Thrush affects millions of women worldwide

Thrush is a common problem. But a new research review by University of Manchester experts confirms how widespread a problem it is, with around 138 million women thought to be affected worldwide.

Of those, around 1.2 million women live in the UK, the report in The Lancet Infectious Diseases journal suggests. Chinese, Indian and American women have the highest rates of thrush, at 29.1 million, 23.6 million and nine million respectively. Meanwhile in Ghana, Saudi Arabia and Yemen the rates are the lowest.

Thrush is caused by an overgrowth of a fungus called candida. And while it’s usually harmless, it can be uncomfortable and may also have a significant effect on your day-to-day life.

In women, the most common symptoms of vaginal thrush include:

  • Itching
  • Soreness
  • Pain or stinging during urination or sex
  • A thick, creamy or watery white discharge

“Recurrent vulvovaginal thrush is common, debilitating and complex,” says the review’s lead researcher Dr Riina Rautemaa-Richardson.

“Thrush is often thought of as an embarrassing problem women should accept, rather than a medical problem which needs to be dealt with. For millions of women, it can have a massive impact on quality of life.”

With treatment, says Dr Rautemaa-Richardson, women can regain their quality of life. In most cases thrush can be treated easily and quickly with over-the-counter remedies including creams, pessaries and oral capsules. These treatments tend to work fast, and you should see an improvement in your symptoms within a week.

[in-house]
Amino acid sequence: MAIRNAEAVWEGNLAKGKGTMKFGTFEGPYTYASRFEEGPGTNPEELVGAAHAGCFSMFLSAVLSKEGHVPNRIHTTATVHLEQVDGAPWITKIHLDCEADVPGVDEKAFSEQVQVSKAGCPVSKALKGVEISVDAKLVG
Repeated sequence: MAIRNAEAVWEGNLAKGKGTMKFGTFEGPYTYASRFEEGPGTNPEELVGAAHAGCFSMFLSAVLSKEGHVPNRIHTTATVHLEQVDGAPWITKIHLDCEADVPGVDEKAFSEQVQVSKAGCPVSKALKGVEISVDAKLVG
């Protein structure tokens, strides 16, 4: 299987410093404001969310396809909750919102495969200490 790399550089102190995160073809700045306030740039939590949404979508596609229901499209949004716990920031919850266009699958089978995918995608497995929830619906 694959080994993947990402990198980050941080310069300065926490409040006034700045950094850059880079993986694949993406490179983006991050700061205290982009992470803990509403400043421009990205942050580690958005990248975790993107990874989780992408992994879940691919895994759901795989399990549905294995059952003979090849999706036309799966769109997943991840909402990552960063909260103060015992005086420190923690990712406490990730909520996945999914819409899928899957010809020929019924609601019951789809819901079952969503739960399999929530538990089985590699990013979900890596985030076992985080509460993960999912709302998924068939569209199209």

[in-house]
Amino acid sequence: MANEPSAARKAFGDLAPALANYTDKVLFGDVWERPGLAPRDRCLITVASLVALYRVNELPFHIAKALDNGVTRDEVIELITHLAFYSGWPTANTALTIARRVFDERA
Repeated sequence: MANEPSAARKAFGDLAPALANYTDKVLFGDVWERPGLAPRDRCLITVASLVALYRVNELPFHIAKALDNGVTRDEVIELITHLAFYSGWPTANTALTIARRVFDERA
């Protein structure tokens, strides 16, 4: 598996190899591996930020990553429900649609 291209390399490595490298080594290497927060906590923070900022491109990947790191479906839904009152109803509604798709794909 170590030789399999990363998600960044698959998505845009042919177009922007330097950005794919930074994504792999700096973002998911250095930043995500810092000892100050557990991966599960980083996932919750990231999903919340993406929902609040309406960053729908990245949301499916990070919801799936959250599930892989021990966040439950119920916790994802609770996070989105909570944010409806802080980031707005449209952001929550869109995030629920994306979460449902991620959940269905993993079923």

When to see your GP

However, if any of the following apply, see your GP or go to a sexual health clinic for advice:

  • You’re having thrush for the first time
  • You’re 16 or younger or 60 or older
  • Over-the-counter treatments haven’t worked
  • You keep getting thrush (more than twice in six months)
  • You’re pregnant or breastfeeding
  • You have a weakened immune system

Not just for women

Men are affected by thrush too, with symptoms including irritation and redness around the head of the penis and under the foreskin, an unpleasant smell and a thick, white discharge. Both men and women can take certain steps to ease the discomfort of thrush and help stop it recurring – here’s what the NHS recommends:

  • Use water and an emollient product to wash your vagina or penis instead of soap or shower gel (ask your pharmacist to recommend a suitable prduct)
  • Take showers instead of baths
  • Wear cotton underwear and avoid tight underwear or tights
  • Avoid sex until the infection has cleared up
  • Don’t use douches or deodorants on your vagina or penis

For information and advice about over-the-counter thrush medications, have a chat with your local Careway pharmacist. Find your nearest Careway pharmacy by using our Pharmacy Finder.